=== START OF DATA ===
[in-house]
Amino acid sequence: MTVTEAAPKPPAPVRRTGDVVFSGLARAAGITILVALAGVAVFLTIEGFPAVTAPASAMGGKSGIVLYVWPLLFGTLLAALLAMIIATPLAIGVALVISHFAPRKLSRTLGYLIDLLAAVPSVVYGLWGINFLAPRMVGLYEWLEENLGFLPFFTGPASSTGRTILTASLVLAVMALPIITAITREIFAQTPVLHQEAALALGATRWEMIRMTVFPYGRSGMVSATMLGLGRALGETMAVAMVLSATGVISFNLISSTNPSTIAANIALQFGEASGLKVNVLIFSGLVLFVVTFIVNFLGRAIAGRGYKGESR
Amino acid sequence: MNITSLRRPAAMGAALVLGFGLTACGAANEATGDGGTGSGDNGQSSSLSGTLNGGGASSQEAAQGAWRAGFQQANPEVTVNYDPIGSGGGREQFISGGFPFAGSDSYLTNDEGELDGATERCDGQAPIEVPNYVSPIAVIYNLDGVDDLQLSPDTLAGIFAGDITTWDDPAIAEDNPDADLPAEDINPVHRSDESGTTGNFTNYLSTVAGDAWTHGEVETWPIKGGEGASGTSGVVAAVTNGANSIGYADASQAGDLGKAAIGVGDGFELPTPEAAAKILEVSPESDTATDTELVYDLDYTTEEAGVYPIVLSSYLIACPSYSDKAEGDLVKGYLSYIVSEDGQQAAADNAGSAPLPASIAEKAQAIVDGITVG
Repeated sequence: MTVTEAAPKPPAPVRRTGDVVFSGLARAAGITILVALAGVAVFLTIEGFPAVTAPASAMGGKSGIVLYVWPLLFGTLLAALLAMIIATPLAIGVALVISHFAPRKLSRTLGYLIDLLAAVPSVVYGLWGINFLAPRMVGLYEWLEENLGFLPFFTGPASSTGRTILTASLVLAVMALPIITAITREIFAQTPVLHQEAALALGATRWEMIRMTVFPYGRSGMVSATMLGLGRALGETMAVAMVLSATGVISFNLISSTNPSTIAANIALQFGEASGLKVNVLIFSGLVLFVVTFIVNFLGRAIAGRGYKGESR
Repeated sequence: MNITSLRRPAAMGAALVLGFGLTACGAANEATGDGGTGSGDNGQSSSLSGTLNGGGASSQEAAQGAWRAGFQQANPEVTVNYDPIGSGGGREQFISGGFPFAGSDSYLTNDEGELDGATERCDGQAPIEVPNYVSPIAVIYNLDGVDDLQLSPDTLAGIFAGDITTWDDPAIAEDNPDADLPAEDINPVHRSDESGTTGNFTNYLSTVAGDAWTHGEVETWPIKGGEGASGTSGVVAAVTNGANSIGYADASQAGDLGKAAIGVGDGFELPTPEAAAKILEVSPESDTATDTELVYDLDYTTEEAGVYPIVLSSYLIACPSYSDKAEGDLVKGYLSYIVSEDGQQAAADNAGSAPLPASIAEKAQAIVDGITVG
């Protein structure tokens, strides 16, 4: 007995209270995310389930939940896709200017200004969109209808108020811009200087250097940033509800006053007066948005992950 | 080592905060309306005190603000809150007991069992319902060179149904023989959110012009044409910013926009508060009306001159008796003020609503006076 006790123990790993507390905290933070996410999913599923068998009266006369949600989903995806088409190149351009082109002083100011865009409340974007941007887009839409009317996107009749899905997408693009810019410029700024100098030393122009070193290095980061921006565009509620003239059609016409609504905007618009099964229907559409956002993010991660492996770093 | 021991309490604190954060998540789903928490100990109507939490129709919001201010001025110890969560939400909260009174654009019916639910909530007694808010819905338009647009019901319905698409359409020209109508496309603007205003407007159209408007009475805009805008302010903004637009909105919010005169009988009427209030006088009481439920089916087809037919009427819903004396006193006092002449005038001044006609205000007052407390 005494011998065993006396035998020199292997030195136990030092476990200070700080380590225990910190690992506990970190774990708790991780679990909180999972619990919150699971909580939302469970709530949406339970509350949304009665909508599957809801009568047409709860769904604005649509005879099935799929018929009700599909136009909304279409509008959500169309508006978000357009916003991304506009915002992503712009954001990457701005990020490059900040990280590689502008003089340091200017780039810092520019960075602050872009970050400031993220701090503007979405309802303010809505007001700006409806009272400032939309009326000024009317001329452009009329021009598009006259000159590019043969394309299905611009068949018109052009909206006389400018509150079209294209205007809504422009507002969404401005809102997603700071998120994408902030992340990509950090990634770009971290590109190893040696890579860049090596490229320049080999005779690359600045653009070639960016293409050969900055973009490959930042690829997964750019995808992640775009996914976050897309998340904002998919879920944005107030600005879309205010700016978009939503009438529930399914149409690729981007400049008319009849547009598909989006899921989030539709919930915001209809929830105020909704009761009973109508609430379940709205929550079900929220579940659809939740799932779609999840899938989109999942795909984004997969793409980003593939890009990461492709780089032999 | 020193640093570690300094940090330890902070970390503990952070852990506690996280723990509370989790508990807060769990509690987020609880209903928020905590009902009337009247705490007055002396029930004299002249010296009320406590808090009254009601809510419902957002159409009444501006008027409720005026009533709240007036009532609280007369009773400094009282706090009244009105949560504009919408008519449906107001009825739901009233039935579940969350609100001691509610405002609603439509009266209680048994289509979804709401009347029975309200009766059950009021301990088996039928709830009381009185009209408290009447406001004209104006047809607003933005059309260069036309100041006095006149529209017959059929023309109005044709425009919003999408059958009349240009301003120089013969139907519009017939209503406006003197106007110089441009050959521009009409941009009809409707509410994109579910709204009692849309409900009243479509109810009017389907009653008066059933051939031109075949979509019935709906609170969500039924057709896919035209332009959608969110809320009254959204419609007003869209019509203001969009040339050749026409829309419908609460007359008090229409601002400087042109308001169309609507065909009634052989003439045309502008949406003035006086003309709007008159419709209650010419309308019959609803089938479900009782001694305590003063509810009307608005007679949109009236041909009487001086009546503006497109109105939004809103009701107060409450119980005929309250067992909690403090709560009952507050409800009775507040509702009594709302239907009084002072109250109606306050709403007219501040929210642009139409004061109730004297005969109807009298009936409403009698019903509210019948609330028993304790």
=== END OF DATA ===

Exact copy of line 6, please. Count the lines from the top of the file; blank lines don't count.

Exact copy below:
């Protein structure tokens, strides 16, 4: 007995209270995310389930939940896709200017200004969109209808108020811009200087250097940033509800006053007066948005992950 | 080592905060309306005190603000809150007991069992319902060179149904023989959110012009044409910013926009508060009306001159008796003020609503006076 006790123990790993507390905290933070996410999913599923068998009266006369949600989903995806088409190149351009082109002083100011865009409340974007941007887009839409009317996107009749899905997408693009810019410029700024100098030393122009070193290095980061921006565009509620003239059609016409609504905007618009099964229907559409956002993010991660492996770093 | 021991309490604190954060998540789903928490100990109507939490129709919001201010001025110890969560939400909260009174654009019916639910909530007694808010819905338009647009019901319905698409359409020209109508496309603007205003407007159209408007009475805009805008302010903004637009909105919010005169009988009427209030006088009481439920089916087809037919009427819903004396006193006092002449005038001044006609205000007052407390 005494011998065993006396035998020199292997030195136990030092476990200070700080380590225990910190690992506990970190774990708790991780679990909180999972619990919150699971909580939302469970709530949406339970509350949304009665909508599957809801009568047409709860769904604005649509005879099935799929018929009700599909136009909304279409509008959500169309508006978000357009916003991304506009915002992503712009954001990457701005990020490059900040990280590689502008003089340091200017780039810092520019960075602050872009970050400031993220701090503007979405309802303010809505007001700006409806009272400032939309009326000024009317001329452009009329021009598009006259000159590019043969394309299905611009068949018109052009909206006389400018509150079209294209205007809504422009507002969404401005809102997603700071998120994408902030992340990509950090990634770009971290590109190893040696890579860049090596490229320049080999005779690359600045653009070639960016293409050969900055973009490959930042690829997964750019995808992640775009996914976050897309998340904002998919879920944005107030600005879309205010700016978009939503009438529930399914149409690729981007400049008319009849547009598909989006899921989030539709919930915001209809929830105020909704009761009973109508609430379940709205929550079900929220579940659809939740799932779609999840899938989109999942795909984004997969793409980003593939890009990461492709780089032999 | 020193640093570690300094940090330890902070970390503990952070852990506690996280723990509370989790508990807060769990509690987020609880209903928020905590009902009337009247705490007055002396029930004299002249010296009320406590808090009254009601809510419902957002159409009444501006008027409720005026009533709240007036009532609280007369009773400094009282706090009244009105949560504009919408008519449906107001009825739901009233039935579940969350609100001691509610405002609603439509009266209680048994289509979804709401009347029975309200009766059950009021301990088996039928709830009381009185009209408290009447406001004209104006047809607003933005059309260069036309100041006095006149529209017959059929023309109005044709425009919003999408059958009349240009301003120089013969139907519009017939209503406006003197106007110089441009050959521009009409941009009809409707509410994109579910709204009692849309409900009243479509109810009017389907009653008066059933051939031109075949979509019935709906609170969500039924057709896919035209332009959608969110809320009254959204419609007003869209019509203001969009040339050749026409829309419908609460007359008090229409601002400087042109308001169309609507065909009634052989003439045309502008949406003035006086003309709007008159419709209650010419309308019959609803089938479900009782001694305590003063509810009307608005007679949109009236041909009487001086009546503006497109109105939004809103009701107060409450119980005929309250067992909690403090709560009952507050409800009775507040509702009594709302239907009084002072109250109606306050709403007219501040929210642009139409004061109730004297005969109807009298009936409403009698019903509210019948609330028993304790």